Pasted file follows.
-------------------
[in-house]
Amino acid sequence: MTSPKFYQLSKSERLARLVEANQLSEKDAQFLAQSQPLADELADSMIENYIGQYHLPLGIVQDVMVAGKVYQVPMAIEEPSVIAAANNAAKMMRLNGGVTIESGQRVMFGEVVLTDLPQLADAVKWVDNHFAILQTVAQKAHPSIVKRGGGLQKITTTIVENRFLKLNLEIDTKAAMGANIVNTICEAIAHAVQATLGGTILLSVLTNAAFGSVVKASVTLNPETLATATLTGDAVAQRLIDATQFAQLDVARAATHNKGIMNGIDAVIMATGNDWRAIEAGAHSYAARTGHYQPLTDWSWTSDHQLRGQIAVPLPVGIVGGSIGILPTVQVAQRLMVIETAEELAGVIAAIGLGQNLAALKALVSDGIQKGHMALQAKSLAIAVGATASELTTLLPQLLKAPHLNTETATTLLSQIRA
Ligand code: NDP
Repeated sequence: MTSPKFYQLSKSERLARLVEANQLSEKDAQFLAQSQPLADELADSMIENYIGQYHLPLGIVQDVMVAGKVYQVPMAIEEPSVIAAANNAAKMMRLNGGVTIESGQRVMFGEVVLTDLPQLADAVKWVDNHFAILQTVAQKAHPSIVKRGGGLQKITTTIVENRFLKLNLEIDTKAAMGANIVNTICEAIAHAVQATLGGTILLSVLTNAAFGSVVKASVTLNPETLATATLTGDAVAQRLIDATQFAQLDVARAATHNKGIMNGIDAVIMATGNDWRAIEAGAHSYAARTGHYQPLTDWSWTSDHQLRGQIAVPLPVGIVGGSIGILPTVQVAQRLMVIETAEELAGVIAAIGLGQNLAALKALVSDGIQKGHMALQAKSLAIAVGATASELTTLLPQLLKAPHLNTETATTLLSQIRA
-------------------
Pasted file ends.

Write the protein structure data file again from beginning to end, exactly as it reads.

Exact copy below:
[in-house]
Amino acid sequence: MTSPKFYQLSKSERLARLVEANQLSEKDAQFLAQSQPLADELADSMIENYIGQYHLPLGIVQDVMVAGKVYQVPMAIEEPSVIAAANNAAKMMRLNGGVTIESGQRVMFGEVVLTDLPQLADAVKWVDNHFAILQTVAQKAHPSIVKRGGGLQKITTTIVENRFLKLNLEIDTKAAMGANIVNTICEAIAHAVQATLGGTILLSVLTNAAFGSVVKASVTLNPETLATATLTGDAVAQRLIDATQFAQLDVARAATHNKGIMNGIDAVIMATGNDWRAIEAGAHSYAARTGHYQPLTDWSWTSDHQLRGQIAVPLPVGIVGGSIGILPTVQVAQRLMVIETAEELAGVIAAIGLGQNLAALKALVSDGIQKGHMALQAKSLAIAVGATASELTTLLPQLLKAPHLNTETATTLLSQIRA
Ligand code: NDP
Repeated sequence: MTSPKFYQLSKSERLARLVEANQLSEKDAQFLAQSQPLADELADSMIENYIGQYHLPLGIVQDVMVAGKVYQVPMAIEEPSVIAAANNAAKMMRLNGGVTIESGQRVMFGEVVLTDLPQLADAVKWVDNHFAILQTVAQKAHPSIVKRGGGLQKITTTIVENRFLKLNLEIDTKAAMGANIVNTICEAIAHAVQATLGGTILLSVLTNAAFGSVVKASVTLNPETLATATLTGDAVAQRLIDATQFAQLDVARAATHNKGIMNGIDAVIMATGNDWRAIEAGAHSYAARTGHYQPLTDWSWTSDHQLRGQIAVPLPVGIVGGSIGILPTVQVAQRLMVIETAEELAGVIAAIGLGQNLAALKALVSDGIQKGHMALQAKSLAIAVGATASELTTLLPQLLKAPHLNTETATTLLSQIRA